PGA Tour files motion to keep LIV golfers out of FedEx Cup Playoffs
The PGA Tour has filed a motion in Federal Court to bar three suspended members of the LIV Golf Invitational Series from participating in the FedEx Cup Playoffs; Talor Gooch, Matt Jones and Hudson Swafford are trying "to have their cake and eat it too," according to the motion
Last Updated: 10/08/22 12:37pm
The PGA Tour has accused a number of LIV Golf rebels of "fabricating an emergency" after they filed a lawsuit requesting the lifting of their suspensions in order to be able to play in the lucrative season-ending FedEx Cup Playoffs.
A hearing for the temporary restraining order is scheduled for Tuesday in San Jose, California, after the Tour immediately banned all those who participated in the Saudi-backed breakaway series.
The anti-trust lawsuit includes 11 suspended players, notably six-time major winner Phil Mickelson and 2020 US Open champion Bryson DeChambeau, but it is reported only three of those players - Talor Gooch, Matt Jones and Hudson Swafford - are seeking re-entry into the FedEx Cup Play-offs.
There is a $75m (£62m) bonus pool for the three-tournament series with the eventual winner taking home $18m (£15m).
"The plaintiffs have waited nearly two months to seek relief from the court, fabricating an 'emergency' they now maintain requires immediate action," read a PGA Tour statement.
"Despite knowing full well that they would breach tour regulations and be suspended for doing so, plaintiffs have joined competing golf league LIV Golf, which has paid them tens and hundreds of millions of dollars in guaranteed money supplied by Saudi Arabia's sovereign wealth fund to procure their breaches.
"TRO (temporary restraining order) plaintiffs now run into court seeking a mandatory injunction to force their way into the Tour's season-ending FedEx Cup Playoffs, an action that would harm all Tour members that follow the rules.
"The anti-trust laws do not allow plaintiffs to have their cake and eat it too."
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The PGA Tour stresses the rebel players have known since June 9 that joining LIV Golf would result in suspensions, and that not every suspended player is pushing to play in the FedEx.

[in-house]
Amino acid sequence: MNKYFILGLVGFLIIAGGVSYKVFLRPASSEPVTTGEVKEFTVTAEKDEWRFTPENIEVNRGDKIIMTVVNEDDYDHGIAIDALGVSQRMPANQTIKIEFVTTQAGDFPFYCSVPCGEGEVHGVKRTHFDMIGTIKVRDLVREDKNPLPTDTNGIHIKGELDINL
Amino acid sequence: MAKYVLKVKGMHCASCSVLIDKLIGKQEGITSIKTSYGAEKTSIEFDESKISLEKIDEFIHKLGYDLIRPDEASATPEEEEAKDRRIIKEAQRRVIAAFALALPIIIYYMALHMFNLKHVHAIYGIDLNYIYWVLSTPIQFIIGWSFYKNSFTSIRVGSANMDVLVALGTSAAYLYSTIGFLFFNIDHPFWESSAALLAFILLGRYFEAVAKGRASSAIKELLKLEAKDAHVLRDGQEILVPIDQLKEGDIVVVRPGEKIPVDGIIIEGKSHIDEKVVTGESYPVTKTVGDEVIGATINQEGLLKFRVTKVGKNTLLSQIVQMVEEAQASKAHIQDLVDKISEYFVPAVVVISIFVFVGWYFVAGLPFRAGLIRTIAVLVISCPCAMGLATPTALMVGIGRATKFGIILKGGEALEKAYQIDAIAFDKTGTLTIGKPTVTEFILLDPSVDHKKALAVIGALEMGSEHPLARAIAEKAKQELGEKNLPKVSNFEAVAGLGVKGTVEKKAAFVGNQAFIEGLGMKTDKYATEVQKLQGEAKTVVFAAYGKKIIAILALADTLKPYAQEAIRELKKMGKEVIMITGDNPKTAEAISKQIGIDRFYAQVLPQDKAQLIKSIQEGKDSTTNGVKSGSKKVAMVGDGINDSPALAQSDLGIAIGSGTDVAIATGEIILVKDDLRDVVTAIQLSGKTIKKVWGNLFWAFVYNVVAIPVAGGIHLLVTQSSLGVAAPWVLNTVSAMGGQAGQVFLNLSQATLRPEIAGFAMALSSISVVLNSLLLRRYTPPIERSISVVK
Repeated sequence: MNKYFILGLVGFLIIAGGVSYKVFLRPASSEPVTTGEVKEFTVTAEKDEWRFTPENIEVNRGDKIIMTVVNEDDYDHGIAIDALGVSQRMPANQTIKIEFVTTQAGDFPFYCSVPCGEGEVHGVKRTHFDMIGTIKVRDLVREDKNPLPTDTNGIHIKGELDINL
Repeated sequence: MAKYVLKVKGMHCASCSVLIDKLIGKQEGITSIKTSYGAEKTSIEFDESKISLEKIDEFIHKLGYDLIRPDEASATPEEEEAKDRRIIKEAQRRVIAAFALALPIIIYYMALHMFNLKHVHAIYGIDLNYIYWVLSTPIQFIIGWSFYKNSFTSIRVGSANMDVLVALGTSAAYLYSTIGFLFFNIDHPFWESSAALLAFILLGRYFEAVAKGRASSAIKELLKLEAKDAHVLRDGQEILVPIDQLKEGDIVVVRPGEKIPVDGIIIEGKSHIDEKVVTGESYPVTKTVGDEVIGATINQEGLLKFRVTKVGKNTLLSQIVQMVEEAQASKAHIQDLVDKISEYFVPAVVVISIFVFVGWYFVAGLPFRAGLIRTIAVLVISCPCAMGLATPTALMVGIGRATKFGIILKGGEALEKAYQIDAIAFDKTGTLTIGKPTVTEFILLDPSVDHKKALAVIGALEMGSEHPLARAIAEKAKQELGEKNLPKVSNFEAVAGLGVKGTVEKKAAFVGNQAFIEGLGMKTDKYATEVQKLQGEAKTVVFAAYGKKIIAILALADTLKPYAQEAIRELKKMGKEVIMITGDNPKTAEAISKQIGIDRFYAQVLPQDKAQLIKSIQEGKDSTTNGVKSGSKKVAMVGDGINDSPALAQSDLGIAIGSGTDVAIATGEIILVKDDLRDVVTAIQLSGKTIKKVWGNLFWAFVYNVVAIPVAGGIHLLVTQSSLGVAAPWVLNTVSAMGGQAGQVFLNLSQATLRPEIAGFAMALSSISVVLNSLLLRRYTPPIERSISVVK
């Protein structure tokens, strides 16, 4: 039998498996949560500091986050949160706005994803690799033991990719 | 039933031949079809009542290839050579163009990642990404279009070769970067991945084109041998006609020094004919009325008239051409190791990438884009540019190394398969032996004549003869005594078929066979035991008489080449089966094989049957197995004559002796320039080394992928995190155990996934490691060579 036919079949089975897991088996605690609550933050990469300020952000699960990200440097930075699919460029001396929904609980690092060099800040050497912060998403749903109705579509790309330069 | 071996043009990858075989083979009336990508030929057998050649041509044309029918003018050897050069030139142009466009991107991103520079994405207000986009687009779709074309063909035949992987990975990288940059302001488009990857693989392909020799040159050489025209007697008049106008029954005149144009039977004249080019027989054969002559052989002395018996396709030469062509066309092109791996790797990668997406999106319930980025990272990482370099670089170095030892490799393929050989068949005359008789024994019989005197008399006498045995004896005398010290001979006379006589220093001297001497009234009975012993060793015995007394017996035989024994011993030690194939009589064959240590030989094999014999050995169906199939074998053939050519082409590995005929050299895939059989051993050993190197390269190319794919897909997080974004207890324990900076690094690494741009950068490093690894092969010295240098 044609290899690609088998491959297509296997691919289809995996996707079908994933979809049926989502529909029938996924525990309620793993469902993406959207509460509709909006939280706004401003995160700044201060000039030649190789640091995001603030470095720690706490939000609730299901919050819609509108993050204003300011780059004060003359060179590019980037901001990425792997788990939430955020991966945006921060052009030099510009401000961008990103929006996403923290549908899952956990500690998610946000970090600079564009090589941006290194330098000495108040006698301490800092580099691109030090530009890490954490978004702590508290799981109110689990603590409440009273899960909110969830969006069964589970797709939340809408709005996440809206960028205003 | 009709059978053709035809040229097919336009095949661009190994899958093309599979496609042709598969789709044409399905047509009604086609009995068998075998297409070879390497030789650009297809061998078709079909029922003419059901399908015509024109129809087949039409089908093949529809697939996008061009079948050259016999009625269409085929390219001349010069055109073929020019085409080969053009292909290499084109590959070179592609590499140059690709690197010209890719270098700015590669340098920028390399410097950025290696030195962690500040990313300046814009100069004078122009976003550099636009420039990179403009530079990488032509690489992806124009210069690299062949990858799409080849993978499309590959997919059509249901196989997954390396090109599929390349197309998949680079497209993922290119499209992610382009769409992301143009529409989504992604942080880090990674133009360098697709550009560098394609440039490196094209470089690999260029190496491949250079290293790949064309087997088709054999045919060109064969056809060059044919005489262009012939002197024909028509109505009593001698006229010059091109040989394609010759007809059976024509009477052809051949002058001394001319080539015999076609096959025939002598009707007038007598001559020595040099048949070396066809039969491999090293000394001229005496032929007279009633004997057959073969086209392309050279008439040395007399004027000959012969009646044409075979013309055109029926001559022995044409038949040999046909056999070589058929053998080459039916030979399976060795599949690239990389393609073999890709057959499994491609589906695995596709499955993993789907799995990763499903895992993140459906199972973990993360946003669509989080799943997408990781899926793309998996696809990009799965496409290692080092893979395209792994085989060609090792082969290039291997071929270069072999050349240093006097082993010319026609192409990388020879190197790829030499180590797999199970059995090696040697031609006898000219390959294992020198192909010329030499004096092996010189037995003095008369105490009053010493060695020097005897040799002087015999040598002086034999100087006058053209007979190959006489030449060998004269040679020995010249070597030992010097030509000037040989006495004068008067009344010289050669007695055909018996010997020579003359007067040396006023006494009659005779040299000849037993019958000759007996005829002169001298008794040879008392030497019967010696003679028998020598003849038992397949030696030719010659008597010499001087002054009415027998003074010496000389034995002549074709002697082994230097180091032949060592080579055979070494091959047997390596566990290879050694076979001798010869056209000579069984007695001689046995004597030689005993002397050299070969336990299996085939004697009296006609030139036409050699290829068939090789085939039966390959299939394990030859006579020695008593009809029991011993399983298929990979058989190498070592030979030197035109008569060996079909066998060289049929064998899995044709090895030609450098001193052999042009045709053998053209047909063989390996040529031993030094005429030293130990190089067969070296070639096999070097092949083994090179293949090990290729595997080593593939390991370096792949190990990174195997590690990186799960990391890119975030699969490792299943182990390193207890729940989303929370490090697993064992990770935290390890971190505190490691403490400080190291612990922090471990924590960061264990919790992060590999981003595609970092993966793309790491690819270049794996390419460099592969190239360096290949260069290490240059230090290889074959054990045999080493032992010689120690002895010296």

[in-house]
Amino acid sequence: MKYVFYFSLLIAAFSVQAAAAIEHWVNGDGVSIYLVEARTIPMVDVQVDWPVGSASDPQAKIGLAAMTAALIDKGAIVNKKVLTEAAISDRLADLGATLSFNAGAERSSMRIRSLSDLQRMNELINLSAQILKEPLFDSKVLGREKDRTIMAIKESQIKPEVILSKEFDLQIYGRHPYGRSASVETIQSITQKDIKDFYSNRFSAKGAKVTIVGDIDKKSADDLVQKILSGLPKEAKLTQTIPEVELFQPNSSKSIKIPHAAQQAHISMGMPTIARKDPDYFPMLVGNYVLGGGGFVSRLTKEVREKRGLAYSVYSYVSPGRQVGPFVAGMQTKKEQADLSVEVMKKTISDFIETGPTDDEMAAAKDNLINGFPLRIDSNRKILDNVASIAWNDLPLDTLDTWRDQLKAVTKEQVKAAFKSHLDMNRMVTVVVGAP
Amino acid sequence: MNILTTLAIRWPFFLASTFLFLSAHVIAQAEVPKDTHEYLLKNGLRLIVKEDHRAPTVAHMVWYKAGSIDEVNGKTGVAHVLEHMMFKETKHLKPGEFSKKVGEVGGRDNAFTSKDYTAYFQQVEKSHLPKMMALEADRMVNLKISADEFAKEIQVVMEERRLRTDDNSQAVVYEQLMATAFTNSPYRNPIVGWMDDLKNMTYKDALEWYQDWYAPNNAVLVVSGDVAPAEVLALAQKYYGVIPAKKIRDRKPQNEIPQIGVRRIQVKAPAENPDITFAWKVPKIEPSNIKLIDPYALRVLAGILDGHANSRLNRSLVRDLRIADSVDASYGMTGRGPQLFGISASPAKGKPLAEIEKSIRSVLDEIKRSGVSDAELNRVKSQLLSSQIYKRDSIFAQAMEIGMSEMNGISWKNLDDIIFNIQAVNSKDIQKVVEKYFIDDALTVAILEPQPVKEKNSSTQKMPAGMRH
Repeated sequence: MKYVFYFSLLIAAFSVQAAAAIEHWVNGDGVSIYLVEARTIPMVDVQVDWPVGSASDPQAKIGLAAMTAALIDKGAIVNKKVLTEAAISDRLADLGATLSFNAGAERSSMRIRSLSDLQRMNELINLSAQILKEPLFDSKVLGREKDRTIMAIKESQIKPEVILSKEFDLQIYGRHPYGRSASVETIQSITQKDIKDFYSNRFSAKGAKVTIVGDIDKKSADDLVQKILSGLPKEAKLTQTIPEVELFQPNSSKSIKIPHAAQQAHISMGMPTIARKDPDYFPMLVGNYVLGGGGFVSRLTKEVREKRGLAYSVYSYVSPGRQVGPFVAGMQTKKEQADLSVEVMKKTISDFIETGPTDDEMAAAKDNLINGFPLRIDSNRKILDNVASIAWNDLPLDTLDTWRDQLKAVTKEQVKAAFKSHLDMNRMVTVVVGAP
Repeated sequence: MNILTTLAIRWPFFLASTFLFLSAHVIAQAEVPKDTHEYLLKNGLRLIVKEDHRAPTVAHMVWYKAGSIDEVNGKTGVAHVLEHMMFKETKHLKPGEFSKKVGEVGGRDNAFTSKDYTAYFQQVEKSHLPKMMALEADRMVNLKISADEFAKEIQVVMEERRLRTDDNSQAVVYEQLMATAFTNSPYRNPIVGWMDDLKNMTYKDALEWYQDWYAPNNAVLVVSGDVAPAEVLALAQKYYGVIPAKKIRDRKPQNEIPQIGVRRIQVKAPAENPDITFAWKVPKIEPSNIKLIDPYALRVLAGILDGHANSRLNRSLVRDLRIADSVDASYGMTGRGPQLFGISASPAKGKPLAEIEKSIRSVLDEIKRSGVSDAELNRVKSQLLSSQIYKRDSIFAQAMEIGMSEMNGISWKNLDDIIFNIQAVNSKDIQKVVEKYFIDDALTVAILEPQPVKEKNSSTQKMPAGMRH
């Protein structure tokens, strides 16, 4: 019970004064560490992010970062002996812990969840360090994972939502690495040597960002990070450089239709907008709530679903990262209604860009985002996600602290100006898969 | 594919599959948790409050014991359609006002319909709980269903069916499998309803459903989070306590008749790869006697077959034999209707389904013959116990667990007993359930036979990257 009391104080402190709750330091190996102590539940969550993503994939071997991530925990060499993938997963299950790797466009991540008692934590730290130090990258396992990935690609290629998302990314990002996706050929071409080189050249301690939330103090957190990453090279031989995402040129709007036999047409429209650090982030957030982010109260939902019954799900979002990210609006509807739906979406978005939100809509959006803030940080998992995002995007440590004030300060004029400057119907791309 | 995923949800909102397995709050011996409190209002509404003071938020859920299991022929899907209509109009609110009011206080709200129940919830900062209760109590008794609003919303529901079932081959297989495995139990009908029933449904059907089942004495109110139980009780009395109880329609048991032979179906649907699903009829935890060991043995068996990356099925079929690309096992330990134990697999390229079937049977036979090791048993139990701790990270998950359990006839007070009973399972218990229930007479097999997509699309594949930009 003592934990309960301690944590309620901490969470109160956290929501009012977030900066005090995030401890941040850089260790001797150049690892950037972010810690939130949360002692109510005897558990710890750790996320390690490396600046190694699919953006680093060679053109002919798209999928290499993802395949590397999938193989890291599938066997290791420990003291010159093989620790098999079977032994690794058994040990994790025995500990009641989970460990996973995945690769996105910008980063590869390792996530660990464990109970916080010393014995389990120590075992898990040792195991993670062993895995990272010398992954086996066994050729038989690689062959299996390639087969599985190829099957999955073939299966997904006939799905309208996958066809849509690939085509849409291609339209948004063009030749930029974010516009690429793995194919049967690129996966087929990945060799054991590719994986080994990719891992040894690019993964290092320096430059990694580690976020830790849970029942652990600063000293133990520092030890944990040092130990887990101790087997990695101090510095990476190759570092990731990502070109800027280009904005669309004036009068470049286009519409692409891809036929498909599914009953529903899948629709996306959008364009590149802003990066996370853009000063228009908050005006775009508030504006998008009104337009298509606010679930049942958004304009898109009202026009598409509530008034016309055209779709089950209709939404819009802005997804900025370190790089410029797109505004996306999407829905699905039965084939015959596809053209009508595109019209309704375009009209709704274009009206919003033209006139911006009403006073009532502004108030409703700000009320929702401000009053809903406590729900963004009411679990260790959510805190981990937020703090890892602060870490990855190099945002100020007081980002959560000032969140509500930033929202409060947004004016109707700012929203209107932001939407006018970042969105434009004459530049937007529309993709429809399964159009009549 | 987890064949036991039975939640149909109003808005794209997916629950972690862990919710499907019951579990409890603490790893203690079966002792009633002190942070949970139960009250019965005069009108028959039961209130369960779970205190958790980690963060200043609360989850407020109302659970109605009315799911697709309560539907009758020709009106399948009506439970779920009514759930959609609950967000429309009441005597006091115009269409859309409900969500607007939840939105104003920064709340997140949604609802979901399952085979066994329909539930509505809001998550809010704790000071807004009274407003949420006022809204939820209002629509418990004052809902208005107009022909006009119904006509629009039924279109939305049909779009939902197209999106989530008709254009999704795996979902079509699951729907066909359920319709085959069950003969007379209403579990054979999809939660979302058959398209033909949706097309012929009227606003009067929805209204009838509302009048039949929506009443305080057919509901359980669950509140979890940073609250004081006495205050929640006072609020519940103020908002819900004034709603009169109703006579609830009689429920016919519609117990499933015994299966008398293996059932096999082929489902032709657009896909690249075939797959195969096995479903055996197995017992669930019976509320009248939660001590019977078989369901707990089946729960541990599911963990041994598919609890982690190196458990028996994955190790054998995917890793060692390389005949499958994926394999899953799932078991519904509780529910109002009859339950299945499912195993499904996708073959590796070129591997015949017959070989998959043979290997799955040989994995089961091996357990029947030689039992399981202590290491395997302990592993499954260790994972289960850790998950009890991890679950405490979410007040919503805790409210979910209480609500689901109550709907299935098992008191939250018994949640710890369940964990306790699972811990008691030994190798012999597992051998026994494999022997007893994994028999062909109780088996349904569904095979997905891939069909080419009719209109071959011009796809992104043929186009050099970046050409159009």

"In a telling sign, several other LIV players, including four other plaintiffs in this case, recognise there is no emergency or irreparable harm; they too have 'qualified' to play in the FedEx Cup but have not asked the court for the extraordinary relief sought through this motion," added the statement.
The PGA Tour's lead counsel Elliot Peters said in a statement: "The players' participation in the LIV league is in violation of the PGA Tour's (handbook).
"For enormous sums of cash supplied by Saudi Arabia's sovereign wealth fund, plaintiffs wilfully breached their agreements with the PGA Tour.
"The players' purported harm is entirely self-induced."
LIV golfers file lawsuit against PGA Tour
Phil Mickelson and Ian Poulter were among 11 LIV Golf players who last week filed an antitrust lawsuit against the PGA Tour to challenge their suspensions.
"The Tour's conduct serves no purpose other than to cause harm to players and foreclose the entry of the first meaningful competitive threat the Tour has faced in decades," the lawsuit states.
"The purpose of this action is to strike down the PGA Tour's anticompetitive rules and practices that prevent these independent-contractor golfers from playing when and where they choose."
In response, the PGA Tour released a memo written to players by commissioner Jay Monahan in which he described the 11 golfers as former colleagues who have "walked away from the Tour" and were now "Saudi Golf League employees".
"We have been preparing to protect our membership and contest this latest attempt to disrupt our Tour, and you should be confident in the legal merits of our position," Monahan wrote.
"With the Saudi Golf League on hiatus, they're trying to use lawyers to force their way into competition alongside our members in good standing. It's an attempt to use the Tour platform to promote themselves and to freeride on your benefits and efforts.
"To allow re-entry into our events compromises the Tour and the competition, to the detriment of our organization, our players, our partners and our fans. The lawsuit they have filed somehow expects us to believe the opposite, which is why we intend to make our case clearly and vigorously.
"This is your Tour, built on the foundation that we work together for the good and growth of the organization...and then you reap the rewards. It seems your former colleagues have forgotten one important aspect of that equation."